You have to wonder what would make men yoke themselves and their states again to a bondage they had only recently fought a war of independence to get away from. You have to wonder if some of these delegates had in mind something other than the freedom and liberty for both states and individuals that Patrick Henry envisioned.
An educated pastor once said to me “You have to wonder if there were some anti-Christs in that (constitutional) convention.” At the time, I did not grasp the enormity of his assertion. Now I have begun to.
He wrote the foundational words for America. If we listen, he taught us the dream that the import of America is greater, more important than any government of any United States.
He continues today as he was in his time, a pulsating presence of cogency, learning and disregard for political prominence. An unsplintered force, he is our unbreakable vision of limited government grounded in the local people. Like Taylor of Caroline and Macon of North Carolina, he was a true, tempered and tried ‘Roman’ Republican. He built for the ages. He loved for and lived between our eternities of Life and Liberty.
His “Virginia Declaration of Rights” is our touchstone expression of the essential American understanding of a people, any people and their government. He did not abbreviate our world into “life, liberty and the pursuit of happiness”. He was far more clear: “… all men are by nature equally free and independent and have certain inherent rights, of which, when they enter into a state of society, they cannot, by any compact, deprive or divest their posterity; namely, the enjoyment of life and liberty, with the means of acquiring and possessing property, and pursuing and obtaining happiness and safety”.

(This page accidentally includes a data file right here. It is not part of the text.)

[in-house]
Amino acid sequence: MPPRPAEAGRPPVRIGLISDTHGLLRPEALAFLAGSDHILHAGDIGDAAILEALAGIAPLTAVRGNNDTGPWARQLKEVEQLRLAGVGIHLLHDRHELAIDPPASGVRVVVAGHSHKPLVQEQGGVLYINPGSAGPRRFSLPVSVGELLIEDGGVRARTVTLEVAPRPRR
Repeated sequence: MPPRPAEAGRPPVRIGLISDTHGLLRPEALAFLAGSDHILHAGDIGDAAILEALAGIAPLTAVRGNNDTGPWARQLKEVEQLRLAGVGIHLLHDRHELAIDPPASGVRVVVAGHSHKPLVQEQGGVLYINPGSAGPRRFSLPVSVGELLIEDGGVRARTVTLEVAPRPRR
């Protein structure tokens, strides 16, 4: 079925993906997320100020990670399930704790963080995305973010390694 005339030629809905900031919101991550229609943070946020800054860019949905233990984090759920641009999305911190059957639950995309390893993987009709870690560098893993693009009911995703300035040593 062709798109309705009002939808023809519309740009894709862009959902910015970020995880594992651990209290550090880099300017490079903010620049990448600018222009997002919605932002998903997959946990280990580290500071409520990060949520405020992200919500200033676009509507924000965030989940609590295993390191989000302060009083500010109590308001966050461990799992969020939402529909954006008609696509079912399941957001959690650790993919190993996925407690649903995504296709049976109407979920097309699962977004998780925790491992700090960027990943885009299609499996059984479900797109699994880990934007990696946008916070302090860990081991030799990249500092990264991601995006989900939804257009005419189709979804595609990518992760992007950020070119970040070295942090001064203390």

Again, “… all power is vested in, and consequently derived from, the people; that magistrates are their trustees and servants and at all times amenable to them.”
And, again, “… when any government shall be found inadequate or contrary to … (the security, protection and common benefit of the people) … a majority of the community has an indubitable, inalienable, and indefeasible right to reform, alter, or abolish it in such manner as shall be judged most conducive to the public weal.” (Virginia’s Declaration of Rights, from Sec. 1, 2 and 3)